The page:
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Chinese President Xi Jinping told Japanese Prime Minister Fumio Kishida that Asia’s two largest economies should reaffirm their strategic relationship in their first face-to-face talks in a year that look to put a floor under souring ties.

The remarks, reported by Chinese state media, came at the start of talks on the sidelines of the APEC summit in San Francisco on Thursday evening.

The two leaders are also expected to discuss the creation of a new dialogue framework on export control issues and fostering a safe business environment, Japanese media reported.

The countries should “focus on common interests and properly handle differences,” Xi told Kishida as they sat across from one another at a table flanked by their delegations.

China and Japan should reaffirm their “strategic relationship of mutual benefit and give it new meaning,” he added.

Kishida told Xi: “Japan and China co-exist and prosper as neighbours and have a responsibility to contribute to world peace and prosperity.”

In a joint statement in 2008, Japan and China referred to harnessing a “mutually beneficial relationship based on common strategic interests” but the phrasing has been used less frequently in recent years as the historic rivals have clashed over a series of issues.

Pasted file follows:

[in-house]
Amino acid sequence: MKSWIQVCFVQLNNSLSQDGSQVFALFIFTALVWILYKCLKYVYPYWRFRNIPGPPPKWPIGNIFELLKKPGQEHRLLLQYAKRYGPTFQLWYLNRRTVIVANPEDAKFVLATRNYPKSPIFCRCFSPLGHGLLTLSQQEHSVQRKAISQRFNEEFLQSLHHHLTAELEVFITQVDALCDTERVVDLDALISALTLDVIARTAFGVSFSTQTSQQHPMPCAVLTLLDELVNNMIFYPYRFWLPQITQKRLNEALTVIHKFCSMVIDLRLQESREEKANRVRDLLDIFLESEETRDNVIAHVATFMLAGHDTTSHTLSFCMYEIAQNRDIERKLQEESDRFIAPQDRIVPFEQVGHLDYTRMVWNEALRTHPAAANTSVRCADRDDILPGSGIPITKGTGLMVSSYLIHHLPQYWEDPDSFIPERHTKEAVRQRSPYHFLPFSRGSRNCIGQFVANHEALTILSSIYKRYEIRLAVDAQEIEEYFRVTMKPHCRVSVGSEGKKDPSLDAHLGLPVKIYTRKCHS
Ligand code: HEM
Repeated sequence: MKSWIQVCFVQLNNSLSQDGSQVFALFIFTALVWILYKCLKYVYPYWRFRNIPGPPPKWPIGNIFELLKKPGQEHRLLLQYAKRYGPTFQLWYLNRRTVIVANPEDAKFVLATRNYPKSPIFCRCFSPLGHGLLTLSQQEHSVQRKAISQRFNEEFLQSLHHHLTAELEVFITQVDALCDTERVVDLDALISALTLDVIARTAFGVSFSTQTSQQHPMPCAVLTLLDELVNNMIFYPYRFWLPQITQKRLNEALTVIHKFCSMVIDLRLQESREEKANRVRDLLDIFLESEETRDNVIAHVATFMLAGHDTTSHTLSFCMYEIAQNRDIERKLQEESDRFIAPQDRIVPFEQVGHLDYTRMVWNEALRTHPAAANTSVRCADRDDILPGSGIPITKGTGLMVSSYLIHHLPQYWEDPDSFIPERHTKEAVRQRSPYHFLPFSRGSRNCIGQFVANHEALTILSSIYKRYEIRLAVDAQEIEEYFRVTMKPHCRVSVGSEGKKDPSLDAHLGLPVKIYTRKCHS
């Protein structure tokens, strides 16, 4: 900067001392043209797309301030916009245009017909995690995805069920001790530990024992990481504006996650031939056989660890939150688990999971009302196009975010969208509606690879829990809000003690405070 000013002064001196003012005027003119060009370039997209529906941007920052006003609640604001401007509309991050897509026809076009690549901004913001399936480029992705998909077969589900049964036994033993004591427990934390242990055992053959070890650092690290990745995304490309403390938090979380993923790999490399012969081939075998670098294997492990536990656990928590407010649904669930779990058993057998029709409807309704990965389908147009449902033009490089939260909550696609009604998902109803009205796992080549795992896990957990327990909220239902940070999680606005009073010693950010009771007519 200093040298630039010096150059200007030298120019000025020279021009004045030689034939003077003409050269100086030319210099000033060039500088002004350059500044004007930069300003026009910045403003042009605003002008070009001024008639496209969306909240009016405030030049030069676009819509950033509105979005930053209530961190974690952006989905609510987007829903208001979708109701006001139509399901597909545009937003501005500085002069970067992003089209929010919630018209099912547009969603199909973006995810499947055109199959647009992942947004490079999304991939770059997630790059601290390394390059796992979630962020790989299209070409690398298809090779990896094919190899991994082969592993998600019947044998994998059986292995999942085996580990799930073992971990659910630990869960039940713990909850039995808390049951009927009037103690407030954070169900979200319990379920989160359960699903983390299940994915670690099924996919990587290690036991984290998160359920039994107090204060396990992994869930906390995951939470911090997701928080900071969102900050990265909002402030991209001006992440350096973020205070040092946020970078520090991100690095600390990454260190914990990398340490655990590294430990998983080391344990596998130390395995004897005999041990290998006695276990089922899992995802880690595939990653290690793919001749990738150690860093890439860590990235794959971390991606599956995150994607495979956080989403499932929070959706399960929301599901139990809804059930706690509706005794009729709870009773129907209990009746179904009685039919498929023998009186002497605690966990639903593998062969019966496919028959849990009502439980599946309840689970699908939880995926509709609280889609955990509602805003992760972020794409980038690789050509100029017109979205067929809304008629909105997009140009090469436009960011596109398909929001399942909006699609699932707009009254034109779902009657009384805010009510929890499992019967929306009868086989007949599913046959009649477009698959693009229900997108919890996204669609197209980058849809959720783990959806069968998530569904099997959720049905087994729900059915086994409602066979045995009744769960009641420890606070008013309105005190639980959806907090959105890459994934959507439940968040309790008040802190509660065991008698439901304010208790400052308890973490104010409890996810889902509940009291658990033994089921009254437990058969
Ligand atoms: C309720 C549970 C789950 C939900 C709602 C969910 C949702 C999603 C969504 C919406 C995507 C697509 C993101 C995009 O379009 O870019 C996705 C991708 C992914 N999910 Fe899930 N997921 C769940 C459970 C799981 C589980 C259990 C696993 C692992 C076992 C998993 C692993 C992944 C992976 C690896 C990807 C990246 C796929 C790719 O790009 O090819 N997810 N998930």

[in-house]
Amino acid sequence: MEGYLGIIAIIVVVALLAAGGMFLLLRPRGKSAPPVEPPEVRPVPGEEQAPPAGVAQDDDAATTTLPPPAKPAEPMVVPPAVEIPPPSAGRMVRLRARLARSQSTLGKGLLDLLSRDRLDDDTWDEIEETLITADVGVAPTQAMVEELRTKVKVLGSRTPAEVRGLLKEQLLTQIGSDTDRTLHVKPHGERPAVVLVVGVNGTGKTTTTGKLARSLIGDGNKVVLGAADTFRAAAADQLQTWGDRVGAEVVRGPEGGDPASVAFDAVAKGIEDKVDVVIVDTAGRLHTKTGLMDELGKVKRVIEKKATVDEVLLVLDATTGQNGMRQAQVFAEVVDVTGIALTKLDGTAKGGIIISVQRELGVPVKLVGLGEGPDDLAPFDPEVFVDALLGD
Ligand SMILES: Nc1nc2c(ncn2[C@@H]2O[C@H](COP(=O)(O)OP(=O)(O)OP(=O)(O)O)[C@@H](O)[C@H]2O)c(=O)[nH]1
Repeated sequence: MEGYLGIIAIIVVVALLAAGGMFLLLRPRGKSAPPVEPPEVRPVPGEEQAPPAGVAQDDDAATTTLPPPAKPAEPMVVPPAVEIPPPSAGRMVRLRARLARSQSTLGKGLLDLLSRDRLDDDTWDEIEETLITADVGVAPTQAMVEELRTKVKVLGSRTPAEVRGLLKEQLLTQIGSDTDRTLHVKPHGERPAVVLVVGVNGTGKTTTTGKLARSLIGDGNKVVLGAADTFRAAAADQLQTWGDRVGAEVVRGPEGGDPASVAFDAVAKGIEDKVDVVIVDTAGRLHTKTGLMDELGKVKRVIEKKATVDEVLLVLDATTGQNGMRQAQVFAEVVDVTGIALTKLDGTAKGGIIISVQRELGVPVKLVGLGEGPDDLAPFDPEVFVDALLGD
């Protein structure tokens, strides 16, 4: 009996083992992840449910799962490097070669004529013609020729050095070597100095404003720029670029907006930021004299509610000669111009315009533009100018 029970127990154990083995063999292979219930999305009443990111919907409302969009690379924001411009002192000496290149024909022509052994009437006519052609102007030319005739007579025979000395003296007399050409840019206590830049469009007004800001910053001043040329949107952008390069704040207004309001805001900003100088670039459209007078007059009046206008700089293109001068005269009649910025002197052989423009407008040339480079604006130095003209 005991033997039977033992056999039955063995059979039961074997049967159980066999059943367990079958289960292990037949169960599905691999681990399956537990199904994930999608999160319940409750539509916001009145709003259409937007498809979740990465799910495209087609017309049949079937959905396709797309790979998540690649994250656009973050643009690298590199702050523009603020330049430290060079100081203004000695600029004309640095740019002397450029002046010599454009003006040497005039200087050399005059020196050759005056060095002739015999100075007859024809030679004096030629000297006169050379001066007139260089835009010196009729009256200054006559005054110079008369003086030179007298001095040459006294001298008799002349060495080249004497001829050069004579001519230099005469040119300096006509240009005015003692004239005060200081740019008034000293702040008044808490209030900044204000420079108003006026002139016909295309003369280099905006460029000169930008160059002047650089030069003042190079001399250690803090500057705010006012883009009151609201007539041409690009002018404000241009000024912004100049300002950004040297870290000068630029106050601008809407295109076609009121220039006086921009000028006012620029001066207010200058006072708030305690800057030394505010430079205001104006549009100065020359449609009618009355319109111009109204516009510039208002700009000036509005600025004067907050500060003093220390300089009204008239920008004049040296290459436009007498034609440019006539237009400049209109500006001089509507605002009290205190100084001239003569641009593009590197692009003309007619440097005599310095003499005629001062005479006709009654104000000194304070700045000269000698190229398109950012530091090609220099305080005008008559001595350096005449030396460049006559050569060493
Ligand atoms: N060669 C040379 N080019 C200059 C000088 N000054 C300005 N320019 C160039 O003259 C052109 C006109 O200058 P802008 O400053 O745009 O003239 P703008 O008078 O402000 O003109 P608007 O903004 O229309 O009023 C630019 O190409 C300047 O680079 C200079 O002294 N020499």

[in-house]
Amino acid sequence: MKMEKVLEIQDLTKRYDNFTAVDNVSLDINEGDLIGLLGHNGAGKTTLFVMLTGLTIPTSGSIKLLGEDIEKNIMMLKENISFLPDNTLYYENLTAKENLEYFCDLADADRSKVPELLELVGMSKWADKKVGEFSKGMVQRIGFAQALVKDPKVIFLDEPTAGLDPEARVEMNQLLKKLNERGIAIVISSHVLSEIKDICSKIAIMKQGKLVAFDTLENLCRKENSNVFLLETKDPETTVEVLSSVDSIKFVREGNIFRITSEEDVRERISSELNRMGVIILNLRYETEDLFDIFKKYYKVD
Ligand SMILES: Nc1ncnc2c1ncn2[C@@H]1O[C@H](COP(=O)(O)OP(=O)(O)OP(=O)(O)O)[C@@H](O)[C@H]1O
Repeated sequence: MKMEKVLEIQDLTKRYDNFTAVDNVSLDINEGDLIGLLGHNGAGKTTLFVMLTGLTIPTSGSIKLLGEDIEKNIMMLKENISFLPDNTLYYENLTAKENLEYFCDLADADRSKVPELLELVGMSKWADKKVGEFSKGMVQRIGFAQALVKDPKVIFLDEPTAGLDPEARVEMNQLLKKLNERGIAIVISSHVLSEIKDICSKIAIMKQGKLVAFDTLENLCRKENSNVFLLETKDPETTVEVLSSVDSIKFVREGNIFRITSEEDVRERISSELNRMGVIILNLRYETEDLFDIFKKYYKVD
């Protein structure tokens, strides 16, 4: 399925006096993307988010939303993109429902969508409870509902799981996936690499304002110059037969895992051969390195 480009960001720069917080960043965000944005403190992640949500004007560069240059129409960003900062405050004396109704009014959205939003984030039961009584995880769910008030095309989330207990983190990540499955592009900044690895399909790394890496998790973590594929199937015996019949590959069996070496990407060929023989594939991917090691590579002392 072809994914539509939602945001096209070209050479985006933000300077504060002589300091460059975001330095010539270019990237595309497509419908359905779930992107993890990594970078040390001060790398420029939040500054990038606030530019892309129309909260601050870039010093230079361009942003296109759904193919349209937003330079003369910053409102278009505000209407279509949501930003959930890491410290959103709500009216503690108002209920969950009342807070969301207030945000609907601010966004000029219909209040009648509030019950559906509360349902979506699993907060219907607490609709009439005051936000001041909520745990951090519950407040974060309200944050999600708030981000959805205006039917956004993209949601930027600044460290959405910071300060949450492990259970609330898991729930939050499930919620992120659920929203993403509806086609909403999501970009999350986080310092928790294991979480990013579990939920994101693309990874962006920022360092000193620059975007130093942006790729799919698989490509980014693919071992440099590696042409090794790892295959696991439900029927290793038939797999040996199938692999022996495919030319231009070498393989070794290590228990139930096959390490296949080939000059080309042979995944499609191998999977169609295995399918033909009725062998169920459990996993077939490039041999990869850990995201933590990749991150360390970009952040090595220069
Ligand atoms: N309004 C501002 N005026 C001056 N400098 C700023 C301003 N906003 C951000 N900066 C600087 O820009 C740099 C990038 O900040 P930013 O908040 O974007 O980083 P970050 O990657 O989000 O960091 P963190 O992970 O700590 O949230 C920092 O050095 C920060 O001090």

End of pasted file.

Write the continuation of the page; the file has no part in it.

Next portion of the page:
Relations between the neighbours have been upset most recently by China’s ban on Japanese seafood following Tokyo’s decision to release treated water from its crippled Fukushima nuclear plant into the sea in August.

Kishida plans to call for the reversal of China’s ban and will also insist on the early release of Japanese nationals arrested by Chinese authorities, while global issues like the conflict in Gaza are also expected to be on the agenda, Japanese media reported.

The meeting follows a highly-anticipated summit between U.S. President Joe Biden and Xi on Wednesday in which the two superpowers agreed to open a presidential hotline and resume military-to-military communications, among other matters.

On the sidelines of the APEC summit, Kishida has also met South Korean President Yoon Suk Yeol in their seventh meeting this year as relations between the historic rivals warm. The pair promised to push for deeper co-operation and discussed shared concerns like North Korea’s missile tests.

Yoon, Kishida and Biden are due to hold a trilateral meeting later on Thursday, according to Yoon’s office.

Leaders from the 21-member Asia-Pacific Economic Cooperation forum are in San Francisco for the 30th summit from Nov. 15-17.

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